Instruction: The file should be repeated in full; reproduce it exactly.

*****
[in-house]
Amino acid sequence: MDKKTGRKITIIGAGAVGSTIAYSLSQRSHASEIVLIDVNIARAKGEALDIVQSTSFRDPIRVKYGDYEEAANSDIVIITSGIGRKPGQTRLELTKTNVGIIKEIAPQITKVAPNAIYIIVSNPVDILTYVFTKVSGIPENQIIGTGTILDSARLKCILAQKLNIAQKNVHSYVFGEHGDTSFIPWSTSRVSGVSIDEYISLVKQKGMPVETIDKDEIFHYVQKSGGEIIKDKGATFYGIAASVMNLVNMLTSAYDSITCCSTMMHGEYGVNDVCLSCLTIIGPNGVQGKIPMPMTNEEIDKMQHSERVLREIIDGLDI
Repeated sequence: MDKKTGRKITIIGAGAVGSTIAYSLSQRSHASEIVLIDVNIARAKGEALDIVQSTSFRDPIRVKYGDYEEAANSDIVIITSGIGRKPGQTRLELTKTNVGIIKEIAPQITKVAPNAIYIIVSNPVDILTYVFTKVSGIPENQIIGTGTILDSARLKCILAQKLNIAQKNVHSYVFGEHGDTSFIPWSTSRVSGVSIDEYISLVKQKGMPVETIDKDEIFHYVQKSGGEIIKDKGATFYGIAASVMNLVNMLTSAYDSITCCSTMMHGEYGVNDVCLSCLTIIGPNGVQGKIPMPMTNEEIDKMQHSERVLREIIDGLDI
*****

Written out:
[in-house]
Amino acid sequence: MDKKTGRKITIIGAGAVGSTIAYSLSQRSHASEIVLIDVNIARAKGEALDIVQSTSFRDPIRVKYGDYEEAANSDIVIITSGIGRKPGQTRLELTKTNVGIIKEIAPQITKVAPNAIYIIVSNPVDILTYVFTKVSGIPENQIIGTGTILDSARLKCILAQKLNIAQKNVHSYVFGEHGDTSFIPWSTSRVSGVSIDEYISLVKQKGMPVETIDKDEIFHYVQKSGGEIIKDKGATFYGIAASVMNLVNMLTSAYDSITCCSTMMHGEYGVNDVCLSCLTIIGPNGVQGKIPMPMTNEEIDKMQHSERVLREIIDGLDI
Repeated sequence: MDKKTGRKITIIGAGAVGSTIAYSLSQRSHASEIVLIDVNIARAKGEALDIVQSTSFRDPIRVKYGDYEEAANSDIVIITSGIGRKPGQTRLELTKTNVGIIKEIAPQITKVAPNAIYIIVSNPVDILTYVFTKVSGIPENQIIGTGTILDSARLKCILAQKLNIAQKNVHSYVFGEHGDTSFIPWSTSRVSGVSIDEYISLVKQKGMPVETIDKDEIFHYVQKSGGEIIKDKGATFYGIAASVMNLVNMLTSAYDSITCCSTMMHGEYGVNDVCLSCLTIIGPNGVQGKIPMPMTNEEIDKMQHSERVLREIIDGLDI